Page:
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Author, Deanna Rossi, wrote No Justificuses talk-to-text while in a dark room recovering from an occipital stroke that left her partially blind at just 43 years old.  Her No Justificuses mentality is infectious as she encourages readers to overcome their own adversities. Her personal stories and anecdotes will not only entertain you, but you will find her no-nonsense approach to life, parenting, business, and relationships refreshing. Deanna will share how as a single mom she came to believe that balance is bullshit, that cowards send emails, yet on the other side of uncomfortable is everything you ever wanted.  Be inspired to elevate yourself and celebrate your challenges.  It’s time to wake up, suck it up, and grow up!  It’s time to be the version of you that you always knew you were meant to be. 





I’m writing this book via talk-to-text while sitting in the dark in my bed. I’ve had the idea for the book for a while, yet last week while I was sitting on a plane on our way back from a family vacation in Florida, at only 43 years old something unimaginable happened that would forever change my life going forward. The night before our flight, my teenaged kids and my husband were playing cards and I had a headache. It was the type of headache where you have a bag of ice on your head. Before we went to bed, I scavenged through my bag to see what I had to help me with this terrible headache. I had some magnesium in the bag. I made it through the night and woke up feeling pretty OK, yet I asked my hubby at the first sign of a headache that morning if he had any extra aspirin on him. He takes a daily aspirin. Luckily, he did. We had planned a relaxing day by the pool before we would take our flight home that afternoon. We usually don’t take connections but we needed to get home that afternoon so we could get back to work the next day. The school year was also starting; so, we took a flight with a connection to get us home on time. I got everyone fed at the airport and that headache started to creep back up. So, I ran over to the little kiosk that has all the sodas and chips. There I found Excedrin. I knew that it had aspirin in it and something in my mind told me to grab it. The first leg of the flight was uneventful. My husband and I watched a great movie on our Amazon fire. There was some inclement weather, so the flight went higher than usual and took a little longer than expected. We deplaned and our connection was tight, so we were rushing to our new gate. As we arrived at the gate, I saw my sister-in-law’s sister, but I only saw half of her! As I hugged her, I quickly realized that something was terribly wrong. My vision was split in half. Things seem to have crisscrossed. I told my husband I needed to sit down. But it was our turn to board. My kids got on the flight, I was still sitting in the terminal, more people boarded, and I knew I shouldn’t get on the plane. My husband was so encouraging and he told me I would be OK. He gave me his arm and I walked onto the jetway. Yet, I knew I was not alright. My arm was starting to tingle and so did my tongue. By the time I made it to a seat, my tongue was numb like I had just had Novocaine at the dentist. Then from the top of my head down to the tip of my toe, my entire right side was going numb! I calmly told my husband that we needed to get off the flight.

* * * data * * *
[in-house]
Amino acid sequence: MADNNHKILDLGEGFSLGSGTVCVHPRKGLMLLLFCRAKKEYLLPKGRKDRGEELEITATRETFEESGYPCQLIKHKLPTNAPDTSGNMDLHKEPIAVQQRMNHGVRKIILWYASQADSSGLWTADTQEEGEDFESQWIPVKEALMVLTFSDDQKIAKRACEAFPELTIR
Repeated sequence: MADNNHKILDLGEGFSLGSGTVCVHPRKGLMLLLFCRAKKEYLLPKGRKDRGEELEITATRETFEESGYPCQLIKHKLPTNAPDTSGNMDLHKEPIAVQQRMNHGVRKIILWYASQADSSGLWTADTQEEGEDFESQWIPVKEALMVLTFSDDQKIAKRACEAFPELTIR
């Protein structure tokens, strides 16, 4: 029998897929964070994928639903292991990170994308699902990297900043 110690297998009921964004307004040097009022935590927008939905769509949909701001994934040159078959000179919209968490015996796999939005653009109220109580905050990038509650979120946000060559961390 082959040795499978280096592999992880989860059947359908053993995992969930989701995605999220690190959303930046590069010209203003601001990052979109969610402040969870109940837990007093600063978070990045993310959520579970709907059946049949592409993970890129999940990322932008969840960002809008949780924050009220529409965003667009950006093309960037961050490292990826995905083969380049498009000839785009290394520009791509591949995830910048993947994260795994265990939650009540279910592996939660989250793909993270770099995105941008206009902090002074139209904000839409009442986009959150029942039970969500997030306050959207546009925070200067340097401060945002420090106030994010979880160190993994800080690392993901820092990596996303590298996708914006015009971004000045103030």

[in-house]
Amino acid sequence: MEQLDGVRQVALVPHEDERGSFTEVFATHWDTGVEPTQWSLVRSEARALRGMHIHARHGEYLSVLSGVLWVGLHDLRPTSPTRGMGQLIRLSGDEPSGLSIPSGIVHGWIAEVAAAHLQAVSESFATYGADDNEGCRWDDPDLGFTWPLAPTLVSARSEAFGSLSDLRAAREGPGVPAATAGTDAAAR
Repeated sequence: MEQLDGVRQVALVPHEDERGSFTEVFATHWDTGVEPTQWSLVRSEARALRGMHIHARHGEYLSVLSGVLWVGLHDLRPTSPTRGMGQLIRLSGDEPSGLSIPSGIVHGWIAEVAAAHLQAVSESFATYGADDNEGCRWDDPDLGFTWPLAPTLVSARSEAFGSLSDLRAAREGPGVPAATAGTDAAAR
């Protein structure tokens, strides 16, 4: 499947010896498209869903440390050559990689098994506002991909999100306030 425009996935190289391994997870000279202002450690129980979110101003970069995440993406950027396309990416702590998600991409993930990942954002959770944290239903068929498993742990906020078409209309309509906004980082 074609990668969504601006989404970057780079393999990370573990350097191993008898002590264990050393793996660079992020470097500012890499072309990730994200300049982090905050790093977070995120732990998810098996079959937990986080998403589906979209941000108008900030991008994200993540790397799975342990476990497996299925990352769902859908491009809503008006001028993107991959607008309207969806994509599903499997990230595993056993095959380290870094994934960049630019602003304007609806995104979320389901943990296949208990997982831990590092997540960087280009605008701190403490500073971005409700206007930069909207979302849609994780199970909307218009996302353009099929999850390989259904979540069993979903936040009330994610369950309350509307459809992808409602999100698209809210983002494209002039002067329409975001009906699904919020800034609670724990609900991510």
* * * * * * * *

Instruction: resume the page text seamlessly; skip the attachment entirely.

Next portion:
You see, I believe there are two types of people in this world, those that when they are faced with adversity flip out and then there are those of us that are eerily calm. I am in the camp of people that fall in the latter. I was probably too calm. My husband didn’t realize the severity of my condition. I told him that my entire side was going numb. He tells me now that his assessment was that I was speaking clearly, I wasn’t slurring my speech, my face was not drooping, and I was calm… apparently I was repeating myself, but I was calm. So, he thought I was fine. I was not fine. Since we were one of the last to board, the flight quickly pulled back from the jetway. Again, I tried to explain to my husband. 

“We need to get off the plane, there is something terribly wrong with me.”

He said, “If I say something now, it’ll be an FAA event.”

I told him, “I am having a TIA event!” 

But, he’s so good at calming me. He reassured me that I would be OK. He and I both assumed my blood sugar must be low because I had not eaten much that day. So, he held my hand tightly and closed his eyes as the plane made its way to the runway. I was in no mood to sleep! 

I tried to take his affectionate direction and I closed my eyes. As I did, I saw an alternate version of what was about to play out! A premonition, if you will. 

I saw my body lying on the aisle of the plane. I saw my husband panicking over my body with a stewardess. I saw my 14-year-old daughter peering over the seat and looking at my still body on the floor as the plane climbed in the air. Yet, my viewpoint of this scene was from the overhead bins! I heard my husband ask the stewardess to land the flight. She said there was nowhere to land yet. He told her, “But, she’s dying.”